As shown in FIGS. 8 and 9, connector 10 is in an open condition as indicated by cam bosses 50 being in sections 146 of cam slots 144. In closing connector 10, force is applied to cover 18; i.e., member 140, in the direction indicated by arrows 170. As cover 18 moves across the top of housing 12, cam bosses 50 in cam slots 144 force cover 18 to also move towards housing 12. This oblique closing motion moves base member 134 into engagement with flexible film strip 22 and presses it against cantilever spring arms 126 on contact elements 20. Further oblique closing motion resiliently bends spring arms 26 within cavity 48 of housing 12 and contact surfaces 106 wipingly move across conductive pads 26, 28, wiping debris therefrom to provide clean contact surfaces therebetween.
As cover 18 moves downwardly, posts 60 enter oval shaped holes 142 in base member 134. Inwardly projecting ribs 150 on plates 136 slide along outer surface 54 of side walls 40.
FIGS. 10, 11, and 12 show connector 10 in a closed position. Cover 18 has been moved forwardly and downwardly to a position in which cantilever spring arms 126 are sufficiently compressed so that contact surfaces 106 exert a contact force against respective conductive pads 26, 28.
Cover 18 is locked in the closed position by inwardly projecting ribs 150 on plates 136 being lodged on the forward side of outwardly projecting ribs 52 on side walls 40 as shown in FIG. 12. Since a force is required to flex plates 136 outwardly to cam ribs 150 over ribs 52, cover 18 cannot inadvertently slide back and cause an electrical discontinuity between contact elements 20 and respective conductive pads 26, 28 of flexible film strip 22.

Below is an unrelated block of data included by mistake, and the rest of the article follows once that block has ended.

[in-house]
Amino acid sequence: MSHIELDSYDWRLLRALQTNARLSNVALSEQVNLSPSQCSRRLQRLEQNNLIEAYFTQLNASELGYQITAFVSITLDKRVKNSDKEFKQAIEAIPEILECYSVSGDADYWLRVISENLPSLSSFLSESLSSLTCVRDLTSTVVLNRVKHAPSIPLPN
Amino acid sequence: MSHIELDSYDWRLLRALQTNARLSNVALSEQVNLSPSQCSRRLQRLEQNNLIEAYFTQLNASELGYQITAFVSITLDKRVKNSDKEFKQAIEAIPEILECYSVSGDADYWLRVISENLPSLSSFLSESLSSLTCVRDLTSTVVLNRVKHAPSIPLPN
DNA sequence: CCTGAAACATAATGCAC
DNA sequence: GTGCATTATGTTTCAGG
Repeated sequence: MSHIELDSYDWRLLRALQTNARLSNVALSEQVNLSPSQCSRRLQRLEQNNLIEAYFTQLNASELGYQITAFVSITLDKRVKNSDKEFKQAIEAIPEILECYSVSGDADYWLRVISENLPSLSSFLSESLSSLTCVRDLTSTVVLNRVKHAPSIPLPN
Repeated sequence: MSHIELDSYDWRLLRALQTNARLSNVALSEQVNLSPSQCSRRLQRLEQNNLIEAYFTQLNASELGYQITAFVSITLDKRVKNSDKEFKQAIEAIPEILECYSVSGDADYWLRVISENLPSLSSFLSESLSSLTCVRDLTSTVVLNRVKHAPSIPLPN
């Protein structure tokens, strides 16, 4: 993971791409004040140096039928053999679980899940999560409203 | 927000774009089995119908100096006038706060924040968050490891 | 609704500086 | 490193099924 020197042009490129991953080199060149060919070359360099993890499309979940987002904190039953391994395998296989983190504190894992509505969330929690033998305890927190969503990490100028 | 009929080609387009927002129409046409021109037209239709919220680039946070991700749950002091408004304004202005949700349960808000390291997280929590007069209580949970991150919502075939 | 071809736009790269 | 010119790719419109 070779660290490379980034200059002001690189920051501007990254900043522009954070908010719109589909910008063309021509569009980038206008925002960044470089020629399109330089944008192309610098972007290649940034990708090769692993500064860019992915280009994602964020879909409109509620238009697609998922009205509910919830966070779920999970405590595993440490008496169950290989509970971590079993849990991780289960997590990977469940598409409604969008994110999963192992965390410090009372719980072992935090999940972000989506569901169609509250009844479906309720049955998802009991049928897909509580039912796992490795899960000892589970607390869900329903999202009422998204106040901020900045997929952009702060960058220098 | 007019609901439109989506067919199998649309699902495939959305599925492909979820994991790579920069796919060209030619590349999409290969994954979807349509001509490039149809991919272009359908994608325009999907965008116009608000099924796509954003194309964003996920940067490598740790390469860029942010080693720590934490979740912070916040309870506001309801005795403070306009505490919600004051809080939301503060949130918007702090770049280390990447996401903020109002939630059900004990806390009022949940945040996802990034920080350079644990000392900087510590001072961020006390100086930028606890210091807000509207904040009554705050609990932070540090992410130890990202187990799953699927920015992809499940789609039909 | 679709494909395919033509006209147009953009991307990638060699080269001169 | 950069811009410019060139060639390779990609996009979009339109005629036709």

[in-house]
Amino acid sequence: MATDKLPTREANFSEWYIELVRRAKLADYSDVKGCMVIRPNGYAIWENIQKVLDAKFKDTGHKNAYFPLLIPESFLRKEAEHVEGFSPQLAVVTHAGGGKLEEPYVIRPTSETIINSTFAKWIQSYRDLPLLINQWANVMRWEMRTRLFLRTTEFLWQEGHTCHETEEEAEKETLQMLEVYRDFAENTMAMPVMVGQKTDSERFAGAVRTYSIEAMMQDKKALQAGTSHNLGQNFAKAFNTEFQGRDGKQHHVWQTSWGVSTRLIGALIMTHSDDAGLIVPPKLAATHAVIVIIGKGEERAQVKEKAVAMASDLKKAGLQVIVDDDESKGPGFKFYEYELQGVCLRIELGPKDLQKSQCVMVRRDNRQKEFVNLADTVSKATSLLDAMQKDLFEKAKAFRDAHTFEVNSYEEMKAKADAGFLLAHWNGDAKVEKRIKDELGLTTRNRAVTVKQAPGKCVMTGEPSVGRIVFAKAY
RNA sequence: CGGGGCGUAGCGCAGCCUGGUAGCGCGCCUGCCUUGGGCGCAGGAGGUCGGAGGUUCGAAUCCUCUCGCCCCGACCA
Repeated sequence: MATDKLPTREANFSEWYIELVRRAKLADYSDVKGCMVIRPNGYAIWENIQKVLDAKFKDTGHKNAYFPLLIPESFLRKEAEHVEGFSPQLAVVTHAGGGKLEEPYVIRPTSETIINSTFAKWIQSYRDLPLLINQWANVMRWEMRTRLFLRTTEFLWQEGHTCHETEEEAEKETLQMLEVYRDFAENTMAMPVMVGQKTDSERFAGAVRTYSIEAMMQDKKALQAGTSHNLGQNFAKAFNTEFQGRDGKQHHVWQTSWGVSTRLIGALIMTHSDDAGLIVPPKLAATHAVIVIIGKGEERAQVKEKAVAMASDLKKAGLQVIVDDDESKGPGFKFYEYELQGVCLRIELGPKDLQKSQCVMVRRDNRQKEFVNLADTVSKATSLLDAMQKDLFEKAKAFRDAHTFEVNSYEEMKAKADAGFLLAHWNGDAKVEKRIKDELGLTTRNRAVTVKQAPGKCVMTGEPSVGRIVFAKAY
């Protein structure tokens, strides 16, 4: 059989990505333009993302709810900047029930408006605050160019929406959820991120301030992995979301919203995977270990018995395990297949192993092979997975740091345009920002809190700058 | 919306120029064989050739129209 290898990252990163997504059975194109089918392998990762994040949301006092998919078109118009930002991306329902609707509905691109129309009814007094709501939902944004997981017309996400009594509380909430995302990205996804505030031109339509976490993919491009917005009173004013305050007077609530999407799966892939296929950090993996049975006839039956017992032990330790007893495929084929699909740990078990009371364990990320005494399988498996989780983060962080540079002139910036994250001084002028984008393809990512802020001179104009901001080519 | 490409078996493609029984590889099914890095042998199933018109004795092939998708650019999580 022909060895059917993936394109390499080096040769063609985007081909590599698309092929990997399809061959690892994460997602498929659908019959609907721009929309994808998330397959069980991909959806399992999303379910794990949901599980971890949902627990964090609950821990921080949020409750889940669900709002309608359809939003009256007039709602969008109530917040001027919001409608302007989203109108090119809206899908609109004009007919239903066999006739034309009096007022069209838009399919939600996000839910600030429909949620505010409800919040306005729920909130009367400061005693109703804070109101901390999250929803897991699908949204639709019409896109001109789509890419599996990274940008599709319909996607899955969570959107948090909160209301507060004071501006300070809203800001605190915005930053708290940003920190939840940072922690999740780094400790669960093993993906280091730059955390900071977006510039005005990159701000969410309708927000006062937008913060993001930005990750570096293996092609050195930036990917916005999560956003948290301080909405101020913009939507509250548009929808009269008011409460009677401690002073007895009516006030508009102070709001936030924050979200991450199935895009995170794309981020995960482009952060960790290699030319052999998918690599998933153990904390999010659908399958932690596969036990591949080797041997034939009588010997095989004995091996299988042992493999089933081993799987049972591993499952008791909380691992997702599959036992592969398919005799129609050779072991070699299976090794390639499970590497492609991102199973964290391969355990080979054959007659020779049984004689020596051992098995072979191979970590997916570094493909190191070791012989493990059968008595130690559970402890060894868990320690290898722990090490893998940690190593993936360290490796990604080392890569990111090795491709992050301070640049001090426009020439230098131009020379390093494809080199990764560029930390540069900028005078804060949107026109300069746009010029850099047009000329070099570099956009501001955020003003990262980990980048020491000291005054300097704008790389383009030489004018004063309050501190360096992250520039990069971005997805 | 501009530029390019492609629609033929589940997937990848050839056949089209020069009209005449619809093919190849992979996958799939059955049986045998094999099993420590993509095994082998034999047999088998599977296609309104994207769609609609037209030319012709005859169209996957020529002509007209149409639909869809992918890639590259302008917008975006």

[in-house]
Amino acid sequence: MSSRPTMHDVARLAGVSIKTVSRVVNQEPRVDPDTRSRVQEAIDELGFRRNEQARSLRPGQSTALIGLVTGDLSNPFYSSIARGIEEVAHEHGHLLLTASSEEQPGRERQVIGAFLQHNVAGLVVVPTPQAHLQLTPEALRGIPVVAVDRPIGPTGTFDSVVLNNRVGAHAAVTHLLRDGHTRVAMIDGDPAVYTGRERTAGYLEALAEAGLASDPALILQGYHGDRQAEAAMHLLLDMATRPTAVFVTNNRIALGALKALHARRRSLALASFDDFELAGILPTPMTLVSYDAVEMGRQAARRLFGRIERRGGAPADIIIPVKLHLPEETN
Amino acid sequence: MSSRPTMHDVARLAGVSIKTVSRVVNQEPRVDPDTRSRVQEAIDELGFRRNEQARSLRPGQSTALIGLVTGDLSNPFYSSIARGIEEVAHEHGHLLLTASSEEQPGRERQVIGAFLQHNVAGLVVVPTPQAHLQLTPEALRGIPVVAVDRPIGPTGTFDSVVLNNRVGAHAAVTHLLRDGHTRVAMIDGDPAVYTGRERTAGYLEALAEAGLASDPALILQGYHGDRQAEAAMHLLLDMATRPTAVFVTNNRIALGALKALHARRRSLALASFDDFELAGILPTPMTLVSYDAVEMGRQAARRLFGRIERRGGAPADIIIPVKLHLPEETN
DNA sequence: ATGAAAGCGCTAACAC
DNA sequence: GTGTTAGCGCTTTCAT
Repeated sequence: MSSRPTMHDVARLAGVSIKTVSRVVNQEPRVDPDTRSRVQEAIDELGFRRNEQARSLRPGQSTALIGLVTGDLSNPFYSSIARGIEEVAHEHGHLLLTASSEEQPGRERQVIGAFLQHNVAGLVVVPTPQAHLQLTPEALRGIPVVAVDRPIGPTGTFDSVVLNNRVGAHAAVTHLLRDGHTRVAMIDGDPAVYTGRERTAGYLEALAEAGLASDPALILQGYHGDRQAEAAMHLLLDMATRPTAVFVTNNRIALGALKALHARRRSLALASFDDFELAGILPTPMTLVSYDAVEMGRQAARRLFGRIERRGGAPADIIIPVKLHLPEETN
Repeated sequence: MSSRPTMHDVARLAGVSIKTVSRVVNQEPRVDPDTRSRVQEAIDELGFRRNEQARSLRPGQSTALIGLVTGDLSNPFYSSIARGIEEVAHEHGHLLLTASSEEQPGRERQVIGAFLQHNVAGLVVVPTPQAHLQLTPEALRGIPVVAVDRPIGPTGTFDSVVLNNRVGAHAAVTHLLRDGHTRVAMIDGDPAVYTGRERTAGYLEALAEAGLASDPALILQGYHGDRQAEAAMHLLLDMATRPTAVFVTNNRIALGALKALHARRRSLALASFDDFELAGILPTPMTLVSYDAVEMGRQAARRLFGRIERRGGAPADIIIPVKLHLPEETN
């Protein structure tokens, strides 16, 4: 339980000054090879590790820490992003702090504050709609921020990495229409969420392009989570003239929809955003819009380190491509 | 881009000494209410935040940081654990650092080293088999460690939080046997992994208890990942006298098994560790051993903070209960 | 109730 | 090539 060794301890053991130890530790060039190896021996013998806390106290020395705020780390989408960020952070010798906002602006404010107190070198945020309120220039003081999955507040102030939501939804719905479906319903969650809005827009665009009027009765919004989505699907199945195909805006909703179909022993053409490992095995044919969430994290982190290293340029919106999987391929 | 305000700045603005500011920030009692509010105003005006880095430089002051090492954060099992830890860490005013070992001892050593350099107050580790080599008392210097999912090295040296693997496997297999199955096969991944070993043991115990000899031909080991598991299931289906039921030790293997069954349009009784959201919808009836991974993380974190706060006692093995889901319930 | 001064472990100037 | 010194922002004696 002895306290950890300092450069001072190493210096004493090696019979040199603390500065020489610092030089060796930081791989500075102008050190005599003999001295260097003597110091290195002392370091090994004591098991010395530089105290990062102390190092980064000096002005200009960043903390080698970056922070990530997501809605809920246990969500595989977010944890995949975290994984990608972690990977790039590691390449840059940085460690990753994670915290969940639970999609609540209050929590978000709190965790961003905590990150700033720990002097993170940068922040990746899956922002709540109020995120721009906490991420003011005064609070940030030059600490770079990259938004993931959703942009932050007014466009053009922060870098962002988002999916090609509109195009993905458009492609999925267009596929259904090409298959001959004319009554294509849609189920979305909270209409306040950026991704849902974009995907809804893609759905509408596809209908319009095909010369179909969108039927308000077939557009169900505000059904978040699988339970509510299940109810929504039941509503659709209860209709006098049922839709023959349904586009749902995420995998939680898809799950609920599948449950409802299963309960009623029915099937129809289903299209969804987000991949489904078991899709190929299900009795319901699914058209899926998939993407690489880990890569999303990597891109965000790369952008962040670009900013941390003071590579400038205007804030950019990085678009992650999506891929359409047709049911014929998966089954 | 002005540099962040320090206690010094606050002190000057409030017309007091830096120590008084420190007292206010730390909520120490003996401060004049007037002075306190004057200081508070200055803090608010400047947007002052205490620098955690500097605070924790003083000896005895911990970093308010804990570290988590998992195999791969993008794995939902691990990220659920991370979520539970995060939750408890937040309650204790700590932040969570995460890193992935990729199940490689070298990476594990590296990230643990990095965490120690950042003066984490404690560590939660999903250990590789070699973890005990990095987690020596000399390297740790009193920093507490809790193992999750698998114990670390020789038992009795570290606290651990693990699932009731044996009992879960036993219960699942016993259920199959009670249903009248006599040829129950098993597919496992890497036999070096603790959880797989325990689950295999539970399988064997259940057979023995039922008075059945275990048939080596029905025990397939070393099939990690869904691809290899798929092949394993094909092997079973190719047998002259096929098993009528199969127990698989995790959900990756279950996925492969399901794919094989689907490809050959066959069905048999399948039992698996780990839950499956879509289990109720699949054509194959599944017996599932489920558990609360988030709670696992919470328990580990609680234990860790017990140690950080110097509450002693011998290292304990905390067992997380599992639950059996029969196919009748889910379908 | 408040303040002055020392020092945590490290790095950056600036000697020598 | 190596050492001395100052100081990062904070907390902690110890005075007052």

Connector 10 is opened by reversing the above described closing procedure; i.e., grasping member 140 and pulling in a direction opposite to that indicated by arrows 170 in FIGS. 8 and 9.
Modifications to which connector 10 is readily susceptible includes substituting surface mounted lower portions for posts 104. Also, rather than bonding contact units 14, 16 into housing 12, releasable locking means could be employed. This feature would be very desirable where posts 104 are fitted with compliant sections (not shown).
As can be discerned, an electrical connector has been disclosed which provides means for receiving a flexible film strip and electrically connecting the parallel, spaced apart conductors thereon with respective circuit traces on a circuit board on which the connector is mounted. The connector includes separate units having contact elements embedded therein. Further, a cover is mounted on the connector housing being moved from an open position to a closed position in which the conductors on the film strip are wipingly pressed against resilient cantilever spring arms on the contact elements.
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|U.S. Classification||439/325, 439/77, 439/493, 439/495|
|Dec 20, 1985||AS||Assignment|
Owner name: AMP INCORPORATED, P. O. BOX 3608, HARRISBURG, PA.,
Free format text: ASSIGNMENT OF ASSIGNORS INTEREST.;ASSIGNOR:MUELLER, ARTHUR L.;REEL/FRAME:004497/0777
Effective date: 19851219
|Jun 25, 1990||FPAY||Fee payment|
Year of fee payment: 4
|Jun 6, 1994||FPAY||Fee payment|
Year of fee payment: 8
|Jun 30, 1998||FPAY||Fee payment|
Year of fee payment: 12